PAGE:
In this exercise I once met an accident, which had like to have cost me my life; for, one of the pages having put my boat into the trough, the governess who attended Glumdalclitch very officiously lifted me up, to place me in the boat: but I happened to slip through her fingers, and should infallibly have fallen down forty feet upon the floor, if, by the luckiest chance in the world, I had not been stopped by a corking-pin that stuck in the good gentlewoman's stomacher; the head of the pin passing between my shirt and the waistband of my breeches, and thus I was held by the middle in the air, till Glumdalclitch ran to my relief.
Shortly after this, another, not knowing what had happened (for the carrier still lay senseless), came with the same object of giving water to his mules, and was proceeding to remove the armour in order to clear the trough, when Don Quixote, without uttering a word or imploring aid from anyone, once more dropped his buckler and once more lifted his lance, and without actually breaking the second carrier's head into pieces, made more than three of it, for he laid it open in four.
Then there came up through the floor of the room a three-headed Giant with a trough full of meat, who saluted her as his sister and set down the trough before her.
Horseshoes, swords, and the heads of halberds, or bills, are often found there ; one place is called the ``Danes' well,'' another the ``Battle flats.'' From a tradition that the weapon with which the Norwegian champion was slain, resembled a pear, or, as others say, that the trough or boat in which the soldier floated under the bridge to strike the blow, had such a shape, the country people usually begin a great market, which is held at Stamford, with an entertainment called the Pear-pie feast, which after all may be a corruption of the Spear-pie feast.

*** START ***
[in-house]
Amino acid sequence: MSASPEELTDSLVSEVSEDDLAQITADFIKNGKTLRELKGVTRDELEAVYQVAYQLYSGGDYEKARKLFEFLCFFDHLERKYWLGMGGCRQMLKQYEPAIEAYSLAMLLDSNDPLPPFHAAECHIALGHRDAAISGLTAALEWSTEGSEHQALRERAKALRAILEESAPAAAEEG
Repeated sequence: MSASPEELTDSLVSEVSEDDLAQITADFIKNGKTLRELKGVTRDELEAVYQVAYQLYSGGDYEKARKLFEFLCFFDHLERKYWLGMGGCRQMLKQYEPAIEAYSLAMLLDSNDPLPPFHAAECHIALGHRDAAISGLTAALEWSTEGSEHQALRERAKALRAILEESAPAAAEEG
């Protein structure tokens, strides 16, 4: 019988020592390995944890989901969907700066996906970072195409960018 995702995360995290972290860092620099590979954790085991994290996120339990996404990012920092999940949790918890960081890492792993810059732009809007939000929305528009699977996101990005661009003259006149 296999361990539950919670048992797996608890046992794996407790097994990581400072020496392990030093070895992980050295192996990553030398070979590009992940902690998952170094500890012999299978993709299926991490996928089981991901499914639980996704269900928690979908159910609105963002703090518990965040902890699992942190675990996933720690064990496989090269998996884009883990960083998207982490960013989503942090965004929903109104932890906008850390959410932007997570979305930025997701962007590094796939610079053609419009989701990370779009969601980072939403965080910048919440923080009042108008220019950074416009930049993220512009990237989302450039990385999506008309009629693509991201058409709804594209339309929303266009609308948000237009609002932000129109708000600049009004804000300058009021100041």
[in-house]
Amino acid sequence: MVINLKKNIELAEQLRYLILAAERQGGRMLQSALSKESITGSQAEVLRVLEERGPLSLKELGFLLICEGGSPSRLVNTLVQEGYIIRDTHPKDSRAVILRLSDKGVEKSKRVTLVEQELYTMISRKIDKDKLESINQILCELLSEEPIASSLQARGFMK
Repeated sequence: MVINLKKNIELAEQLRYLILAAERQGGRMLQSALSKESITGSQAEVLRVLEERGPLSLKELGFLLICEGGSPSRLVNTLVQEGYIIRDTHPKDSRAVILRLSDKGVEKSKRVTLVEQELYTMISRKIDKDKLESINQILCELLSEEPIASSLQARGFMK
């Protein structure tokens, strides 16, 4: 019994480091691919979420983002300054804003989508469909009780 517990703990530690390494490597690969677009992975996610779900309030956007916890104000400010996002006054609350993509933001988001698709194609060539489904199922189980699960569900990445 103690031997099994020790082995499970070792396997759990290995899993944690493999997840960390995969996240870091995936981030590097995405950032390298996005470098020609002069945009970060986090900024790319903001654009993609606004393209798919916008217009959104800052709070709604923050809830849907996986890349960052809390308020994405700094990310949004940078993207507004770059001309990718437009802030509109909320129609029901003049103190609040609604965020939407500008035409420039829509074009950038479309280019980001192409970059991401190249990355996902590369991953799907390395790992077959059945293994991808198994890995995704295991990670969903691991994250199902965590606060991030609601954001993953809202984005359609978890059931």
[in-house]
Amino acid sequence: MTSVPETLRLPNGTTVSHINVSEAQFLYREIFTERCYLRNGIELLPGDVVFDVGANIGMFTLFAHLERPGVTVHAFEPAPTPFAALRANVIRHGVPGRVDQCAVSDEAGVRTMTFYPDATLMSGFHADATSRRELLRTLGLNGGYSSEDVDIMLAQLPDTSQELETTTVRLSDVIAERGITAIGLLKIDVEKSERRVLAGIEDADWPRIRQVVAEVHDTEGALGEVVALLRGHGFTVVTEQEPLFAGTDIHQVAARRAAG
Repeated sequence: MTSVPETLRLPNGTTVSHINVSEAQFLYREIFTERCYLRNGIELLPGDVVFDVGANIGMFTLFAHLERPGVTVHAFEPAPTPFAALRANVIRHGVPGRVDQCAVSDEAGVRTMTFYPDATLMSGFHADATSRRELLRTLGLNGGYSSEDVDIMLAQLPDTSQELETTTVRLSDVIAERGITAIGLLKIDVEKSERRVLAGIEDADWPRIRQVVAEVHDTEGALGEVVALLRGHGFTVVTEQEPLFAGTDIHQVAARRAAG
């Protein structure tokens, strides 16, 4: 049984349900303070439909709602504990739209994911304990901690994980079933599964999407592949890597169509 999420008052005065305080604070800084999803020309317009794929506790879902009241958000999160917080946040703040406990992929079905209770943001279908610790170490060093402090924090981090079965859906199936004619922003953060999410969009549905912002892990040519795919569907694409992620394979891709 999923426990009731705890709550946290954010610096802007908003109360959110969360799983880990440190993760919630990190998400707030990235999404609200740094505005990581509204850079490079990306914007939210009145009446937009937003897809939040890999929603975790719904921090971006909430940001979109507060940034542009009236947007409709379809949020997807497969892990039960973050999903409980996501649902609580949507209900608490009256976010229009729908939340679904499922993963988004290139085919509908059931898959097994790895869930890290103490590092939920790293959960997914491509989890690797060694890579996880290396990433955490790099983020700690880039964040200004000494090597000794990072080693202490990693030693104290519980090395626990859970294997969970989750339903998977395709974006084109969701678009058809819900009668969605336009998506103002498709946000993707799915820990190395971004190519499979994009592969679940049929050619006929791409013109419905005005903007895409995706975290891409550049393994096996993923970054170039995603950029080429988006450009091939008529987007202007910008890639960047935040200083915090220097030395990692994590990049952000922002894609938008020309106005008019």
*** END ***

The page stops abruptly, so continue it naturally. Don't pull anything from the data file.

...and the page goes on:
My hold had been broken loose, I was under water, and the thought passed through my mind that this was the terrible thing of which I had heard, the being swept in the trough of the sea.
It was put into a large wooden tray or trough, and set down upon the ground.
The infant is laid in a wooden trough, by way of cradle.
In front of the house was a great stone trough, so she said to the child: 'Take the pail, Red-Cap; I made some sausages yesterday, so carry the water in which I boiled them to the trough.' Red-Cap carried until the great trough was quite full.
A deep and careless incision had been made into each tree, near its root, into which little spouts, formed of the I bark of the alder, or of the sumach, were fastened; and a trough, roughly dug out of the linden, or basswood, was I lying at the root of each tree, to catch the sap that flowed from this extremely wasteful and inartificial arrangement.
Down into the trough we went, wallowing like the carcass of a dead whale, and then began the fight, with rudder and propellers, to force the Coldwater back into the teeth of the gale and drive her on and on, farther and farther from relentless thirty.
Fedot, don't let out the gelding, but take it to the trough, and we'll put the other in harness."